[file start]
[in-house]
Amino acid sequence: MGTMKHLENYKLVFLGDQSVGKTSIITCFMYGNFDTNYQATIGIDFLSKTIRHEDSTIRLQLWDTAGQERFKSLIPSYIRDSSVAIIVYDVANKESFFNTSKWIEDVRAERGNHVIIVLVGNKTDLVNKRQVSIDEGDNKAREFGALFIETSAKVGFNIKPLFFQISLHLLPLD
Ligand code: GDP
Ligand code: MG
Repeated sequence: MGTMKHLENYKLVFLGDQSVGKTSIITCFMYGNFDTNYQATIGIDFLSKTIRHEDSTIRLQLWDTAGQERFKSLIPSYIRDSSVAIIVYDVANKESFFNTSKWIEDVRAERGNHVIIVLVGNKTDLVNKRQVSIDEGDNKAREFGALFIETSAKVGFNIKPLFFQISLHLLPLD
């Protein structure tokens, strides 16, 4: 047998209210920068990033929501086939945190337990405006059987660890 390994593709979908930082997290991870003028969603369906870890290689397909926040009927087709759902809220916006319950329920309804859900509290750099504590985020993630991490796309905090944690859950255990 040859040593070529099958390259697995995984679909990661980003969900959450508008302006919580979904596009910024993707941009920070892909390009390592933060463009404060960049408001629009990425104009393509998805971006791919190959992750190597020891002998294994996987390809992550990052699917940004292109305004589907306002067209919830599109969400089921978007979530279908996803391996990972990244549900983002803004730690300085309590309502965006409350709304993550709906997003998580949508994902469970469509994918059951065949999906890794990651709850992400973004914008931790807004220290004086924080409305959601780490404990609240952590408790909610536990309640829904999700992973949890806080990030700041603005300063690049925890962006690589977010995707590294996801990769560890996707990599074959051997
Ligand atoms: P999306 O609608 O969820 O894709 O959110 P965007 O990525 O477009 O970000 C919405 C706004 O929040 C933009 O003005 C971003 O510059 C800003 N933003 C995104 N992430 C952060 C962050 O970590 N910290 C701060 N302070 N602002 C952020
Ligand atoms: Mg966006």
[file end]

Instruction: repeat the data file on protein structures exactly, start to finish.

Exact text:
[in-house]
Amino acid sequence: MGTMKHLENYKLVFLGDQSVGKTSIITCFMYGNFDTNYQATIGIDFLSKTIRHEDSTIRLQLWDTAGQERFKSLIPSYIRDSSVAIIVYDVANKESFFNTSKWIEDVRAERGNHVIIVLVGNKTDLVNKRQVSIDEGDNKAREFGALFIETSAKVGFNIKPLFFQISLHLLPLD
Ligand code: GDP
Ligand code: MG
Repeated sequence: MGTMKHLENYKLVFLGDQSVGKTSIITCFMYGNFDTNYQATIGIDFLSKTIRHEDSTIRLQLWDTAGQERFKSLIPSYIRDSSVAIIVYDVANKESFFNTSKWIEDVRAERGNHVIIVLVGNKTDLVNKRQVSIDEGDNKAREFGALFIETSAKVGFNIKPLFFQISLHLLPLD
């Protein structure tokens, strides 16, 4: 047998209210920068990033929501086939945190337990405006059987660890 390994593709979908930082997290991870003028969603369906870890290689397909926040009927087709759902809220916006319950329920309804859900509290750099504590985020993630991490796309905090944690859950255990 040859040593070529099958390259697995995984679909990661980003969900959450508008302006919580979904596009910024993707941009920070892909390009390592933060463009404060960049408001629009990425104009393509998805971006791919190959992750190597020891002998294994996987390809992550990052699917940004292109305004589907306002067209919830599109969400089921978007979530279908996803391996990972990244549900983002803004730690300085309590309502965006409350709304993550709906997003998580949508994902469970469509994918059951065949999906890794990651709850992400973004914008931790807004220290004086924080409305959601780490404990609240952590408790909610536990309640829904999700992973949890806080990030700041603005300063690049925890962006690589977010995707590294996801990769560890996707990599074959051997
Ligand atoms: P999306 O609608 O969820 O894709 O959110 P965007 O990525 O477009 O970000 C919405 C706004 O929040 C933009 O003005 C971003 O510059 C800003 N933003 C995104 N992430 C952060 C962050 O970590 N910290 C701060 N302070 N602002 C952020
Ligand atoms: Mg966006």